rMATS-turbo – an efficient and flexible computational tool for alternative splicing analysis of large-scale RNA-seq data

The process of alternative splicing adds a layer of complexity to the way genetic information is expressed. This mechanism allows a single gene to produce multiple protein isoforms, vastly expanding the diversity of the transcriptome and proteome. While alternative splicing is vital for normal cellular function, its dysregulation has been implicated in numerous human diseases.

Enter RNA sequencing (RNA-seq), a powerful tool that has become the gold standard for dissecting the intricacies of alternative splicing. For nearly a decade, the Replicate Multivariate Analysis of Transcript Splicing (rMATS) software has been at the forefront of alternative splicing analysis, providing researchers with invaluable insights into transcriptomic diversity.

Now, the latest incarnation of this groundbreaking tool—rMATS-turbo—ushers in a new era of alternative splicing analysis. Developed by a dedicated team of researchers at the Children’s Hospital of Philadelphia, rMATS-turbo offers a fast and scalable approach to dissecting alternative splicing events from RNA-seq data. With its revamped computational workflow, rMATS-turbo boasts substantial improvements in speed and data storage efficiency, making it ideal for analyzing massive datasets with tens of thousands of samples.

An overview of the rMATS-turbo workflow to discover and quantify alternative splicing events in large-scale RNA-seq datasets

Fig. 1

rMATS-turbo uses an efficient weighted splicing graph data structure and its associated data format (.rmats) to store splicing information extracted from raw RNA-seq data. rMATS-turbo has two main steps, ‘prep’ and ‘post’. In the prep step, input files (.FASTQ or .BAM) are processed and transformed into splicing graphs. Note that users can either start from FASTQ files or from pre-aligned BAM files. An .rmats file is saved to store information of weighted splicing graphs for each RNA-seq sample. The prep step can be run independently or in parallel on different subsets of input files. In the post step, .rmats files are read and integrated across samples to discover and quantify alternative splicing events. Five basic types of alternative splicing patterns are discovered and analyzed: SE, A5SS, A3SS, MXE and RI. The post step also incorporates a statistical model for identifying differential alternative splicing events between two sample groups.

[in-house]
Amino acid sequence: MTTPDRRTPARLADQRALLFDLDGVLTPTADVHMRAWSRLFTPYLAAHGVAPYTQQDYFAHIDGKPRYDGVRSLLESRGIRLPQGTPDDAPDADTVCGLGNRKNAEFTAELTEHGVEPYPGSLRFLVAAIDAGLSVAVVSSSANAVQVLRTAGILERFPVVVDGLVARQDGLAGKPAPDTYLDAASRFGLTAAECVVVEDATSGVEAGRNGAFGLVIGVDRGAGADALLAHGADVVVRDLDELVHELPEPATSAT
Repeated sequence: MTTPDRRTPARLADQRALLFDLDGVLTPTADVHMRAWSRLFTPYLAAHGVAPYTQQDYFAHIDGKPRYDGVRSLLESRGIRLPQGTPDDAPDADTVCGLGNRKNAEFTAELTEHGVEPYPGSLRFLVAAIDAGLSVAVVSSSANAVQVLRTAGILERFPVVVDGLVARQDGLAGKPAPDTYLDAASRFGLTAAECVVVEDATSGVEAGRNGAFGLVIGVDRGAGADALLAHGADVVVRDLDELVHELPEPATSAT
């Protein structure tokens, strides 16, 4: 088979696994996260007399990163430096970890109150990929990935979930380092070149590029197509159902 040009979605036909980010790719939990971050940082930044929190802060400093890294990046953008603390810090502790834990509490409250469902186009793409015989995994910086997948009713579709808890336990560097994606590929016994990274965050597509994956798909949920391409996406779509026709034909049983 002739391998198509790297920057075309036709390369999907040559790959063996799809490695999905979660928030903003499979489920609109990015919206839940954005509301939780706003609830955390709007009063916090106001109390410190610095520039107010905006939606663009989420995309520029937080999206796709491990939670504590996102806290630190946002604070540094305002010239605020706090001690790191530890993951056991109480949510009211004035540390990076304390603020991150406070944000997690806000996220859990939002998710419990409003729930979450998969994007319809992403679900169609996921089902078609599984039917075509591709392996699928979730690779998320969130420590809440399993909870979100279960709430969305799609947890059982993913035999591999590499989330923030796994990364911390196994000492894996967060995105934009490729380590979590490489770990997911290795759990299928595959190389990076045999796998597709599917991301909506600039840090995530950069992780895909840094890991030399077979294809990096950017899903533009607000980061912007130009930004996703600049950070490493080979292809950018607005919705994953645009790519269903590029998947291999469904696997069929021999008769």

But what sets rMATS-turbo apart? Let’s explore its key features through two illustrative application scenarios:

  1. Differential splicing analysis: rMATS-turbo excels in identifying differential alternative splicing events between two sample groups, whether they involve annotated variants or novel splicing events. This capability allows researchers to uncover alterations in splicing patterns associated with various physiological and pathological conditions.
  2. Quantitative analysis of large-scale datasets: With its ability to handle extensive RNA-seq datasets comprising thousands of samples, rMATS-turbo enables researchers to conduct quantitative analyses of alternative splicing across diverse biological systems. By delving into the intricate landscape of splicing dynamics, researchers can uncover novel insights into cellular states and disease mechanisms.

Moreover, rMATS-turbo’s efficient parallel processing capabilities enable seamless analysis on compute clusters, ensuring rapid turnaround times even for the most demanding analyses.

In conclusion, rMATS-turbo represents a significant advancement in the field of alternative splicing analysis, offering researchers an unparalleled tool for unraveling the mysteries of transcriptomic diversity. By empowering scientists to delve deeper into the complexities of alternative splicing, rMATS-turbo paves the way for groundbreaking discoveries that could revolutionize our understanding of human health and disease.

Availability – rMATS-turbo is publicly available on GitHub (https://github.com/Xinglab/rmats-turbo) and Bioconda (https://anaconda.org/bioconda/rmats)

Wang Y, Xie Z, Kutschera E. et al. (2024) rMATS-turbo: an efficient and flexible computational tool for alternative splicing analysis of large-scale RNA-seq data. Nat Protoc [Epub ahead of print]. [abstract]

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